Cameron has me very well trained. Every morning on the way to the bus we stop at a coffee shop. He looks forward to it – blocks away he will announce, “I can see it! I can see it!” He knows there will be a hot chocolate there for him, and he knows that if he behaves himself and holds my hand for the walk there will be whipped cream and sprinkles on the top. He practically dances into the shop. And so starts our morning of social interactions.
The coffee shop has its regular visitors. Businessy types, medical types, and others I can’t identify all breeze in, get their caffeinated drinks, and head off to their work. Many I recognize and we exchange good mornings and comments about Cameron, but few stand out.
Cameron seems to think little of those customers – he knows who’s in charge. He’s all about David in the mornings, the manager. David is a warm and welcoming man, who always seems thrilled to see us. He’ll present Cameron with stickers sometimes but mostly it’s all about chatter. If it’s not too busy he’ll take Cameron behind the counter to watch coffee in the grinder or look at the inside of the display cabinet, or take the time to talk with both of us. He’s open about his past relationships, showing depth and insight, and his love for his partner is evident in his expression and voice as he talks of the present.
There are members of the customer crowd who stand out.
There’s Roy, an older man, there on the same chair every morning. Except when it looks as though someone got there first, in which case he’s in a different seat and not looking happy about it. That’s his territory. He says hi every morning, seems a little shy and awkward, and like he wants conversation but doesn’t quite know how to manage it. Most mornings he’s drinking water out of a coffee cup. Occasionally he’ll ask me to spot him a loonie for coffee. I have once, but realized quickly that this could quickly get expensive, and gently refused after that.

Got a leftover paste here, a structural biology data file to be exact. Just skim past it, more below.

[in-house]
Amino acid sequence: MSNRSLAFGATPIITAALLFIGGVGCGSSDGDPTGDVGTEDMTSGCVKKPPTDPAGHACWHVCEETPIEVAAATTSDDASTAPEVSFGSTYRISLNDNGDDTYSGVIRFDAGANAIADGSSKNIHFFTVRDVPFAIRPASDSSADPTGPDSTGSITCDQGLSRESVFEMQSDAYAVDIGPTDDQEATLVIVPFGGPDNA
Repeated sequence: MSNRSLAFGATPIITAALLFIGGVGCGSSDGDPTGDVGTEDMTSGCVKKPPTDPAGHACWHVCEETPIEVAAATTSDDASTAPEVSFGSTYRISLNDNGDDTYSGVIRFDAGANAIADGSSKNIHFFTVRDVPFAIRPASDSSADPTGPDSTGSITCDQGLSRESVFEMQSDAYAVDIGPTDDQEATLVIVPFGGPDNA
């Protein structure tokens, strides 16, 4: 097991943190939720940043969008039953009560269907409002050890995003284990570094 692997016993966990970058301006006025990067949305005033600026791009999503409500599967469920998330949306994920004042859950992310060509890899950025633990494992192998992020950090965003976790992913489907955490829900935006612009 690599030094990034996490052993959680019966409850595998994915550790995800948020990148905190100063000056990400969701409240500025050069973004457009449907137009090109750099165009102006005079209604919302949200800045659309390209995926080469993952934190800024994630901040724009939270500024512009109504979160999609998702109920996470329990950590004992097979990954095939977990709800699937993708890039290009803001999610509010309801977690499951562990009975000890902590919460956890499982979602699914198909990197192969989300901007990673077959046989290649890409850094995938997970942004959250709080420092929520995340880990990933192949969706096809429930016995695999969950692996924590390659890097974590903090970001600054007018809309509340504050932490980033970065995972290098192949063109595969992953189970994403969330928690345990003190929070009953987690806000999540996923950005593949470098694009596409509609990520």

Santa makes regular appearances. His grizzled appearance and clothing has made me wonder if perhaps he’s one of the many people who sleep in the doorways up and down the main road we live near, but I have no idea. Why Santa? He could easily be the old elf in disguise – especially when you see the brightness of his blue eyes, and recognize that the wrinkles around them are from long years of smiling. When Cameron is having a difficult morning, Santa is often right there, and it seems that just a moment’s glance is enough to turn frustrated cries to giggles or earnest chatter.
The Army Nurse makes sporadic appearances. When she’s there she’s usually camped out right by the window, reading a newspaper, spouting random outbursts vaguely related to the news or the conversation around her. Imagine MASH’s Hot Lips in her retirement years, with a hefty dose of dementia. She usually has a once-brightly-coloured scarf draped over her shoulders, fixed with old pins and badges with nursing and military insignia on them. My favourite of her outburts has been, “We make our beds like we make our books, sir – in order!”
As we leave the coffee shop, Cameron toting his favourite morning toy (a clean straw), he yells a big bye-bye to everyone, and normally gets a hearty response. Off we go to the bus stop, where the next character is often there to greet us. Bob is the cook for one of the frat houses, and while he’s friendly to us and always happy to talk with Cameron, it’s clear that he’s pretty bitter. Bob is a chain smoker, but is aware enough at least that he refrains from being obvious about it to Cameron. Cameron noticed just yesterday, and had a priceless reaction, “Heeeyy! That’s a cigarette. YUCK!” What he didn’t notice was the bottle of booze visible in a pocket inside Bob’s open coat.
Our coffee shop is located in an inbetween zone, the border between areas of very low income and very high. Naturally, it attracts some eccentrics as well as the ‘regular folk’. They all – eccentric or normal – flavour our mornings, and Cameron is unaware of their oddities and differences. Okay, maybe not unaware, as he steers clear of Army Nurse entirely. But if nothing else, all these people greet us with smiles in the morning. That makes a big difference, and sets the scene for a good day.